1.3.2.1 Calculating confidence intervals for incidence rates

The confidence interval for an IR can be calculated for a population with the same time at risk using the method described in section­ 1.3.3.2.1 below, where Z is based on the Poisson distribution and n is an individual-time constant. In reality the IR is often not homogenous within a population. For instance, a random sample of honey bee colonies would express hygienic behaviour differently. As highly hygienic colonies are more likely to resist brood diseases, these colonies would be less likely to be diagnosed with the condition. Conversely, it is conceivable that the diagnosis of a certain brood disease in a given colony is a marker for increased susceptibility for the disease. Therefore, in comparison to disease-free colonies, a second diagnosis is more likely to occur in colonies that were previously diseased. This phenomenon is referred to as extra-Poisson variation and if left uncorrected will result in a confidence interval that is too narrow. To address this, a multivariate logistic regression model with terms for previous disease should be employed.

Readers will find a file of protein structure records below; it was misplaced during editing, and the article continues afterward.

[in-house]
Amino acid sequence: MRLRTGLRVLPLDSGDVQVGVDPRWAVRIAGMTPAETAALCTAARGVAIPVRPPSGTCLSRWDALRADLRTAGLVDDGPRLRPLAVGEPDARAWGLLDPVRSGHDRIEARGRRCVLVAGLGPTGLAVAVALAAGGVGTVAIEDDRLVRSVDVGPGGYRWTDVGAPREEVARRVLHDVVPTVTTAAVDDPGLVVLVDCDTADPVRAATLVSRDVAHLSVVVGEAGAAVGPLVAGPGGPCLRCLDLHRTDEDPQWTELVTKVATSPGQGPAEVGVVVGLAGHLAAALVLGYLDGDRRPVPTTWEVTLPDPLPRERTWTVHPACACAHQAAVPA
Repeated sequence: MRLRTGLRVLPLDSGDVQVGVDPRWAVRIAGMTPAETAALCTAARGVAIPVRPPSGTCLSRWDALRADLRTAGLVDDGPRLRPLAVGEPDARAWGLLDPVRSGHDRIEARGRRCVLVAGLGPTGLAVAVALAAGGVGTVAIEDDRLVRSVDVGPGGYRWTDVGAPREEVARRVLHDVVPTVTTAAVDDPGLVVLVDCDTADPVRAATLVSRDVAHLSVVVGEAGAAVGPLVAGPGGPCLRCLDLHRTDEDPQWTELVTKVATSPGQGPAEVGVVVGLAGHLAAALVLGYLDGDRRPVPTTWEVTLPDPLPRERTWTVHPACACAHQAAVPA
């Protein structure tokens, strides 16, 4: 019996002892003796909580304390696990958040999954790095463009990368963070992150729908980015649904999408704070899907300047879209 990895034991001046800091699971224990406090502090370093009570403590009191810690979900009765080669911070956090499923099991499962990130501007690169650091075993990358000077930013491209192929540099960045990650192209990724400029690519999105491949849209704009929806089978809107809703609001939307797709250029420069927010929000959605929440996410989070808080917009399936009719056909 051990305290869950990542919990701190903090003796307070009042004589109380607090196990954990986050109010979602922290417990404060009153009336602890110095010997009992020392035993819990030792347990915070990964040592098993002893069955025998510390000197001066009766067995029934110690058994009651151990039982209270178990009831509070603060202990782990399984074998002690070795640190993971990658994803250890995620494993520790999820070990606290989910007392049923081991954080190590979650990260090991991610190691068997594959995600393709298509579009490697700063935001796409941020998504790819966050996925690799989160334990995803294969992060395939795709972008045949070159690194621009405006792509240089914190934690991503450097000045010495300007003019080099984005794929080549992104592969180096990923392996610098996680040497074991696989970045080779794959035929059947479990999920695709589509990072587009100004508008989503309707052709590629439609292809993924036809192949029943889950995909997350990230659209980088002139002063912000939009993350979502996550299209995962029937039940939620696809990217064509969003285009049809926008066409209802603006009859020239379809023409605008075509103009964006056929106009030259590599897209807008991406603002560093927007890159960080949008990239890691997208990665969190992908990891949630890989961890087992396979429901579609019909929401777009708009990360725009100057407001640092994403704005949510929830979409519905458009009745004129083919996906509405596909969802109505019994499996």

Just as the IR is not the same for all individuals in a population, it is also not likely to be constant over time. The prevalence of many bee diseases changes over time, thus affecting 95% CI calculation. This problem can be overcome by restricting analysis to sub-periods or “time bands” so that differences in IR over time are not a factor. Alternatively, time itself can be used as a predictor of disease when performing a multivariate analysis (Koepsell and Weiss, 2003).